There are many situations in which purpose-designed speaker cables make a lot more sense. However, there are two things to look out for:
- The materials used to manufacture the cable?: inside (core), outside (insulation), and the physical connectors.
- The gauge (thickness) of the wire: Thicker cables are better insulated, therefore less prone to interference and signal loss. Lower-gauge is thicker than high-gauge.
Higher-end speaker cables will have better insulation, reducing signal loss and shielding the cable against undesired interference. They’ll also generally use pure, oxygen-free copper, as opposed to lower-cost cables that often use copper-coated aluminum.
What Speaker Wire Gauge Do I Need?
Somewhere between 12 and 16 gauge is recommended.
- For long wire runs, high power applications, and low-impedance speakers (4 or 6 ohms), a thick speaker wire of 12 or 14 gauge is recommended.
- If it’s a short cable run—40 feet or less—to speakers with higher nominal resistance (8 ohm or 16-ohm speakers), then you should be ok with 16 gauge wire.
- While gauges higher than 16 will technically work, I wouldn’t personally recommend investing a chunk of cash into a system than trying to save a few bucks on cables.
Types of Passive Speaker Connection Plugs
If your speaker can accept them, the optimal choice is Banana Plugs. They can plug in and out with ease and provide a secure connection. Higher-end wires will come with Banana Plugs, or they can easily be installed onto bare speaker wire for cheap.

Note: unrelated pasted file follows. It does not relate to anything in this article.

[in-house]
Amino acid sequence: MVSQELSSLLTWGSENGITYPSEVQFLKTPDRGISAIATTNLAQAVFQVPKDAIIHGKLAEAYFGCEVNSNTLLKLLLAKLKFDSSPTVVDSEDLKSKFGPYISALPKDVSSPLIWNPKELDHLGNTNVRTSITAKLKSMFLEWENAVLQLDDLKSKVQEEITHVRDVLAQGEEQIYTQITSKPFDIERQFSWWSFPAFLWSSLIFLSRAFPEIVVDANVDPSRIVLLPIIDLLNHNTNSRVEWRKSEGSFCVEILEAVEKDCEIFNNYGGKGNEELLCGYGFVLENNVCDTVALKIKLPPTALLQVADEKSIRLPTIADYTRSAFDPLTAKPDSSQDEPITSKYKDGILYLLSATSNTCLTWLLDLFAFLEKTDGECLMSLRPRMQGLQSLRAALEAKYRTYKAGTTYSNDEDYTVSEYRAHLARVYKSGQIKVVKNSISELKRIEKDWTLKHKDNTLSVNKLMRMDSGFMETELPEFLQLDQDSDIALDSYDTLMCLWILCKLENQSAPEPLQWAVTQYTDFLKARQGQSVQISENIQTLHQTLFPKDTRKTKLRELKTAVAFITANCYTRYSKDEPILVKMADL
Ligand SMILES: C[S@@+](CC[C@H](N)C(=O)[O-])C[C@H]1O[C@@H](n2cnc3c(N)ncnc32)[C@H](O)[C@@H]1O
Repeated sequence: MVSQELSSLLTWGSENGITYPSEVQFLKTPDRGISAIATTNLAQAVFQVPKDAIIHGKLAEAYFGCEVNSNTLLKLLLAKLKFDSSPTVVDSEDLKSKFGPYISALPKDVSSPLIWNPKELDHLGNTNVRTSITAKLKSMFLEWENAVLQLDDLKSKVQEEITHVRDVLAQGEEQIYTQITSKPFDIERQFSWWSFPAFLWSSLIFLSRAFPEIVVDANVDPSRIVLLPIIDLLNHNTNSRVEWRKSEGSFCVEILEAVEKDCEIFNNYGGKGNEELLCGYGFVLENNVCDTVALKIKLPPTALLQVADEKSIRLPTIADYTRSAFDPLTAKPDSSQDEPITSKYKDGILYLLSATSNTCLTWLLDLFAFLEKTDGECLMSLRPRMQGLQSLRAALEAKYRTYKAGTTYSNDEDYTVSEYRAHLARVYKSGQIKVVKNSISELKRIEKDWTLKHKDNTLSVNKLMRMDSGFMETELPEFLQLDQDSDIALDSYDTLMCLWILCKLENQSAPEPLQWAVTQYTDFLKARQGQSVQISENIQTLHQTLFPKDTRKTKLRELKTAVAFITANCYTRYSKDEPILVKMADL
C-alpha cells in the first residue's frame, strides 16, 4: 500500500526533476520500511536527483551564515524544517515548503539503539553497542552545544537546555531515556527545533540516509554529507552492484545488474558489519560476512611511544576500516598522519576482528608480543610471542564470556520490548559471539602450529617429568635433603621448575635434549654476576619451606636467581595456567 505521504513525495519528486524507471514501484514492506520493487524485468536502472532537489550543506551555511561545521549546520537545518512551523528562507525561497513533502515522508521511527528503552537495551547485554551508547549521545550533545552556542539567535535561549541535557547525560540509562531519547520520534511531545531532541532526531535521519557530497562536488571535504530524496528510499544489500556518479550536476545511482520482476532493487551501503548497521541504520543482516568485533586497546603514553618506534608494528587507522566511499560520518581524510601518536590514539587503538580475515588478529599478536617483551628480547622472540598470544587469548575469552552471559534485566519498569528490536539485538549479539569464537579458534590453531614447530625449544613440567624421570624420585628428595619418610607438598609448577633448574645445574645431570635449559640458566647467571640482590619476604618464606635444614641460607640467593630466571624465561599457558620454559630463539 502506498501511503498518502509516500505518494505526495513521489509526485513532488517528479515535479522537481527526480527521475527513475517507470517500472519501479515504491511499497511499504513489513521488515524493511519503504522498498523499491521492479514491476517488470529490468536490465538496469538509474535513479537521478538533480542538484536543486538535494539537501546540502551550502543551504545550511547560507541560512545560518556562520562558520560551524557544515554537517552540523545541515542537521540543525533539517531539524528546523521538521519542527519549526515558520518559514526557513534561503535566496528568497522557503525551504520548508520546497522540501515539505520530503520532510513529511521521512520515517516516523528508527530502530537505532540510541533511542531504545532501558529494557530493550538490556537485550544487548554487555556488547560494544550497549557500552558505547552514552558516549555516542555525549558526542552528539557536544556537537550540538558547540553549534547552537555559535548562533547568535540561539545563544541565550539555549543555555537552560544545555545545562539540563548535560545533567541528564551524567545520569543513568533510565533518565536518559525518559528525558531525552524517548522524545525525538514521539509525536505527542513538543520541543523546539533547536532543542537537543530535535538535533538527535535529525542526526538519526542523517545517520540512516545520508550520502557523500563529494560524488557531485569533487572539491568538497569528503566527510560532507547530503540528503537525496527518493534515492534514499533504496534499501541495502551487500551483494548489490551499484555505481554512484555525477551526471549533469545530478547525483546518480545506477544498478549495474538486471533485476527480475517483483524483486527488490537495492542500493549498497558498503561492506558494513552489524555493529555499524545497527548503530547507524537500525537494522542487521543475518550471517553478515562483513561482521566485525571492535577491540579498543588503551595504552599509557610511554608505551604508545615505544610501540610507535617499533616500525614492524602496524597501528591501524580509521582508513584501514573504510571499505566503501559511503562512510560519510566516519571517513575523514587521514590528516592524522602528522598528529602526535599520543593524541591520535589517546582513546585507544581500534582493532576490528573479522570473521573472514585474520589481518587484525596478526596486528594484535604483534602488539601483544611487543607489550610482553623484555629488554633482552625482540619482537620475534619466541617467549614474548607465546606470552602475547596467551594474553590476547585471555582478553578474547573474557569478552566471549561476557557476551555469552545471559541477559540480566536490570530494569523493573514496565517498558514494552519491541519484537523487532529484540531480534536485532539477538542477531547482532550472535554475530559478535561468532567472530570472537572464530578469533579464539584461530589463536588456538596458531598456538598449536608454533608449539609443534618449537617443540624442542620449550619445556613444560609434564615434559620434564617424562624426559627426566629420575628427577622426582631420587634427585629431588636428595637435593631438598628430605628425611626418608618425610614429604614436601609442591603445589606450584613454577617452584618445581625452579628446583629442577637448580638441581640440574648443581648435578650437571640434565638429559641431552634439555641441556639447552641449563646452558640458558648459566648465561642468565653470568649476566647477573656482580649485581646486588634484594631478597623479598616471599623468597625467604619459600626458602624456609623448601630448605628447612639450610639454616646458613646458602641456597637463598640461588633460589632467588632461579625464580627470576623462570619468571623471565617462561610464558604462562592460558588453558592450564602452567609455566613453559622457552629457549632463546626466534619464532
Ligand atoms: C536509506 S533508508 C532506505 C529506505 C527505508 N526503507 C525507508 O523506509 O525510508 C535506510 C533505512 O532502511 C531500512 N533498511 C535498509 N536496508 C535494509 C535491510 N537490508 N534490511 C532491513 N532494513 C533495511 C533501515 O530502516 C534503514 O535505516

While not essential, I use them on all my systems when possible. Trust me, once you’ve set up and torn down a few Home Theater systems with 7 or more speakers in your life… you will include banana plugs in all your systems. To connect:
- Unplug and turn off all components.
- Ensure you are plugging the positive connector into the positive terminals and the negative connector into the negative terminals (on both your speaker and your amplifier).
- Securely push plugs into terminal. That’s it!
Binding Post Terminals
It’s common for speaker plugs to come designed for Banana Plugs and Binding Post Terminals (see above). This gives you additional options:
- As described above, unplug, turn off, and ensure you’re plugging into the correct terminals.
- Unscrew the Binding Post Terminal enough that you can fit your bare wire.
- Don’t touch a live wire! Pull all the threads of your wire straight, and give them a slight twist.
- Insert wires under the screw cap on the terminal.
- Hold wire to ensure it remains inserted as you screw to tighten the binding post.
Spring clips are fairly straightforward. They’re designed to use a spring to clamp down on the wire or plug.
- Same as above. Unplug, turn off, and confirm you’re plugging everything into the right place.
- If you’re not using the Flex Pin Banana Plugs mentioned above, pull your wire threads straight, giving a slight twist.
- Push up on the Spring Clip.
- Insert speaker wire or Banana Clip.
- Release the spring and ensure it has securely clamped down on your wire.
Deadbolt Flex Banana Plugs
Banana Plus traditionally aren’t designed to work with spring clips. However, you can find “Deadbolt Flex Banana Plugs” that will be compatible with spring terminals and Banana Plug connectors—giving you more options to connect to your audio components.